By Charles Towne
From my early kid-hood I remember Ole.
Sometimes we meet somebody that impresses us so much we think “when I grow up I want to be just like him!”
Ole was not one of those people.
Ole was the brunt of everybody’s laughter, everybody’s ridicule, everybody’s disgust.
Why, you might ask, were people so quick to point a disparaging finger at our friend Ole? You might ask, so having asked, I will tell you.
Ole was the town drunk.
When I was a kid I don’t remember ever seeing him sober.
In my hometown there was a bar. Behind the bar were stored the “empties” – beer bottles that had been emptied by the tavern’s thirsty clientele – and there, when he was in need of a drink, could be found Ole, upending each bottle and sucking it dry for “just one more drop.”
Ole slept wherever he happened to be at the moment. He would curl up in a doorway, on the sidewalk, or, in the winter if the sheriff was feeling especially charitable, on a bunk in the local jail.
If any discerning soul had cared enough to give him a second thought, it was quite obvious that Ole was on a one way slippery slope to a place of no return.
And then it happened.
Ole, in a drunken stupor, fell asleep on the train tracks that ran through our small town.
Perhaps he was tired of all the ridicule. Maybe he was sick and tired of his own stench. Or he could have just been.. tired… of a life that was no life at all
It is so sad when people, people just like you and I, give up and surrender to what they see as the inevitable.
This ugly demon of a pandemic that is raging through our cities right now might appear to some to be unstoppable – an irresistible force meeting an immovable object – and we, or so it appears, are the immovable object.
Or are we?
This thing, this vile thing, this many-headed beast that is dragging its evil, slimy presence through our streets, is already conquered.
As Christians that care deeply about our nation and our fellow citizens in it, we have one thing we can do to move us forward. We can pray. And as we unite in cooperation and in prayer, we will lift our one voice to God, and look to him for the strength and spirit we need in this time. A spirit of dependence on Him. I believe as we do, we will see an end to this thing that was hatched, and be free once again.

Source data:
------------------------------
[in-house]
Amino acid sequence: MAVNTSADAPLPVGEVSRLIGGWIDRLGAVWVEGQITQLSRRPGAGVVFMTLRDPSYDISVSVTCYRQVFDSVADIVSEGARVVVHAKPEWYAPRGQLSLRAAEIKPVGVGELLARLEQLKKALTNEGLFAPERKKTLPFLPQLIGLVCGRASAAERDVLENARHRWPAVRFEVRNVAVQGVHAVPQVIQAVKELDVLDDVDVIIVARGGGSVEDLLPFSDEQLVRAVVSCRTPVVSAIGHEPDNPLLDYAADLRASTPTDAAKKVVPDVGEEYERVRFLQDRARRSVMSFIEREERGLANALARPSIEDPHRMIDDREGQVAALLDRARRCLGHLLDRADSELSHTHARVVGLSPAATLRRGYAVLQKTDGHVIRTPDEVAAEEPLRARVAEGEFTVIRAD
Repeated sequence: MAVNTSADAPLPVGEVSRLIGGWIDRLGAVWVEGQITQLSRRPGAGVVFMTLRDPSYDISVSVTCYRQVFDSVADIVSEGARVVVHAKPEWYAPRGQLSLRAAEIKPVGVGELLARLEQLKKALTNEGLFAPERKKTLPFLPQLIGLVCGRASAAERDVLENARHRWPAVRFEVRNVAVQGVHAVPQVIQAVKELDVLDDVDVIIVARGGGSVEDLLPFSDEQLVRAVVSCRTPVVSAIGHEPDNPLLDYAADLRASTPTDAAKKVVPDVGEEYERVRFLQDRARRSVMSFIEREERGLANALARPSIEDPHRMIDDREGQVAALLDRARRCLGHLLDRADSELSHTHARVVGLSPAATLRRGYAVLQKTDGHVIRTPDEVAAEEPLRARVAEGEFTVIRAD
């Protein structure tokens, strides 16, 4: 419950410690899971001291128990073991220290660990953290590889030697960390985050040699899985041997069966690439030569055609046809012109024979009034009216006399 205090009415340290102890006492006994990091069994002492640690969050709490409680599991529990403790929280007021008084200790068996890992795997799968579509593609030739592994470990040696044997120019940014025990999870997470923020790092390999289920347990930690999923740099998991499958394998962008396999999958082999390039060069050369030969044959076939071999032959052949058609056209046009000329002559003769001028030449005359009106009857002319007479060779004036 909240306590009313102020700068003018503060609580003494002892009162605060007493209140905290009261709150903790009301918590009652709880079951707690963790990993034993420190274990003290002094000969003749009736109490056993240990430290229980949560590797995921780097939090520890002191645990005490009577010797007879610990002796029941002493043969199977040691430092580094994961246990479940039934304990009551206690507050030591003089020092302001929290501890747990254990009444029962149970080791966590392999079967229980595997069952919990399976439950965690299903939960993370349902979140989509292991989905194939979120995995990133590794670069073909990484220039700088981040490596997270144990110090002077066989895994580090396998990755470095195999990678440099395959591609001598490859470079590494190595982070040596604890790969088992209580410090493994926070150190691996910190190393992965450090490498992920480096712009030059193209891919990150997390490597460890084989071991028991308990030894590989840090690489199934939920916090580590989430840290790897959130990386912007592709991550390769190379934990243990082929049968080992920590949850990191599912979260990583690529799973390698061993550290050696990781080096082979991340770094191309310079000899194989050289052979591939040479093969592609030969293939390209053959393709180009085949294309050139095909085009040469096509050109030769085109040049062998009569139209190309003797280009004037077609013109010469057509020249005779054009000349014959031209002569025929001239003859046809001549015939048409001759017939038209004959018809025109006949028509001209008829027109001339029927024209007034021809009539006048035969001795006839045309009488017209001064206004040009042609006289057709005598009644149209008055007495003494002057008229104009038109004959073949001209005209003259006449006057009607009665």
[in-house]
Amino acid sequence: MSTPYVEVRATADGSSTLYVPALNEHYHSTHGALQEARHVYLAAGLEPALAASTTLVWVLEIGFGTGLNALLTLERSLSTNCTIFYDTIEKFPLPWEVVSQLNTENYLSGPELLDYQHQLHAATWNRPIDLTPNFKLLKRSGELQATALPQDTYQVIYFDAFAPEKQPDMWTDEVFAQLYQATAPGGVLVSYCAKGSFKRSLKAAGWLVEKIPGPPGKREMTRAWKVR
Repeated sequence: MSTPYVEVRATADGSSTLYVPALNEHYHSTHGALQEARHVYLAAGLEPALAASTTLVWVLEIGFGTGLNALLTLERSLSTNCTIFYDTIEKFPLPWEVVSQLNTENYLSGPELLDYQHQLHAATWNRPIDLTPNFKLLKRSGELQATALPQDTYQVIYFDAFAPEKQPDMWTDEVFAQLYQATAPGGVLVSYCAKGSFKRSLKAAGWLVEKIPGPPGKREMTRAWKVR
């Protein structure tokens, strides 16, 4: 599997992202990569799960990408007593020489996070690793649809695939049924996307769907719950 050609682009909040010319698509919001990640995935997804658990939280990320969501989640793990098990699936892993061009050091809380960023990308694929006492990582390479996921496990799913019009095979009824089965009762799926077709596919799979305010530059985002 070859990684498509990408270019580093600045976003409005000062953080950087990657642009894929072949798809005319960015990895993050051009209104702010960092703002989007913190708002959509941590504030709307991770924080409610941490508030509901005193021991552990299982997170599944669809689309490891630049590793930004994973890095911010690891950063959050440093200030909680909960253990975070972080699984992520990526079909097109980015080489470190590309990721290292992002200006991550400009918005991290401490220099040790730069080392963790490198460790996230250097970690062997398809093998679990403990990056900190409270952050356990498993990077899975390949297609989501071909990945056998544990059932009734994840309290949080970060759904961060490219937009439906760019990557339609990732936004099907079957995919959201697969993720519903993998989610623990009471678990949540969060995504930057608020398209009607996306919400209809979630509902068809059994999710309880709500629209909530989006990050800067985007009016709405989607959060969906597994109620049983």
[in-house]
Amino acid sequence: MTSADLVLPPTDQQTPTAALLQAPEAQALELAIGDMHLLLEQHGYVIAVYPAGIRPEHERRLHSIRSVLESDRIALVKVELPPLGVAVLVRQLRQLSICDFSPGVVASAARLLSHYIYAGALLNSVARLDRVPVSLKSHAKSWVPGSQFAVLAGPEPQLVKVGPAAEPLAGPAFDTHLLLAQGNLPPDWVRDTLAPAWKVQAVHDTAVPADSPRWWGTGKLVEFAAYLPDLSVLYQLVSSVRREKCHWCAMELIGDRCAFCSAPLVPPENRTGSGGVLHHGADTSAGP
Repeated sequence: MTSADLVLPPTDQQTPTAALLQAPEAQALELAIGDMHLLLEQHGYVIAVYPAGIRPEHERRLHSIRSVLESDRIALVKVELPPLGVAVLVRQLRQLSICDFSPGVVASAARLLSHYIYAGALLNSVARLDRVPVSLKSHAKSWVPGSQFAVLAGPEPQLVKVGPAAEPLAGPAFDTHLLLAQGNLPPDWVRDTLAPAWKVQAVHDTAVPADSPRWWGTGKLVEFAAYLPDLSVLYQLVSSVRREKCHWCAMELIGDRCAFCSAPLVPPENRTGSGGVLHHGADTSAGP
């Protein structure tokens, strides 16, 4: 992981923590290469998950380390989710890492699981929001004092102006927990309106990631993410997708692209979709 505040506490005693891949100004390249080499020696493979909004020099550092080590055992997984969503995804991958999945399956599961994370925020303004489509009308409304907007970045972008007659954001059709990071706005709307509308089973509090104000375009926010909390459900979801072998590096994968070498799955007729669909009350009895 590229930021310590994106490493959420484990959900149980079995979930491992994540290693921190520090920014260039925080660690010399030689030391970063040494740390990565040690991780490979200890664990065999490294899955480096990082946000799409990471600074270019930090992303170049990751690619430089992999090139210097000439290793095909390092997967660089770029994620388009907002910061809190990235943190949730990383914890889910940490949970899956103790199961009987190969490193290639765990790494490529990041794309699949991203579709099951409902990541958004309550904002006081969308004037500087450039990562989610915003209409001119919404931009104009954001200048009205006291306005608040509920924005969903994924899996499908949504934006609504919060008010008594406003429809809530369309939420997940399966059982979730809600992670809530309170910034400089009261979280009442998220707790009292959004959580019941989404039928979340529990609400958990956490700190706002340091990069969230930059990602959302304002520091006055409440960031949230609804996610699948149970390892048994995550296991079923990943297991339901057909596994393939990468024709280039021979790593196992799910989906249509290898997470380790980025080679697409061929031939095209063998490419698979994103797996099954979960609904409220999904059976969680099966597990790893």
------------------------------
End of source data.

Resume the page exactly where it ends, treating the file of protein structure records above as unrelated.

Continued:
Oh yes, Ole? We can’t leave him snoring there on the rail road tracks waiting for the train, his date with destiny, resigned to his own demise, can we?
Miraculously somebody found Ole lying there on the tracks in a drunken stupor and took him to a hospital in Aurora, Illinois.
What I haven’t told you is that at one time Ole, (not his real name) had been a doctor, and a very good doctor, I might add. He was married with a family when His wife and little girl were killed in an auto accident, and this is what drove him off the deep end and caused him to start drinking.
After such a tragedy, who is to blame him?
Dr. Ole, with care and love, dried out. He became a consultant for an insurance firm and lived a long and happy life, I might add, just like you and I are going to live when this episode, this pandemic, is past.
Bless you all. My prayer is that God will give you all much joy and love.
Charles Towne is first and foremost a Christian. An octogenarian, author, journalist, wildlife photographer, naturalist, caregiver, and survivor, his life has been and continues to be, a never-ending adventure filled with possibilities never imagined. He has adopted the philosophy that to Live fully, laugh uproariously, love passionately, and learn like there is no tomorrow, is a formula for a long and joy-filled life.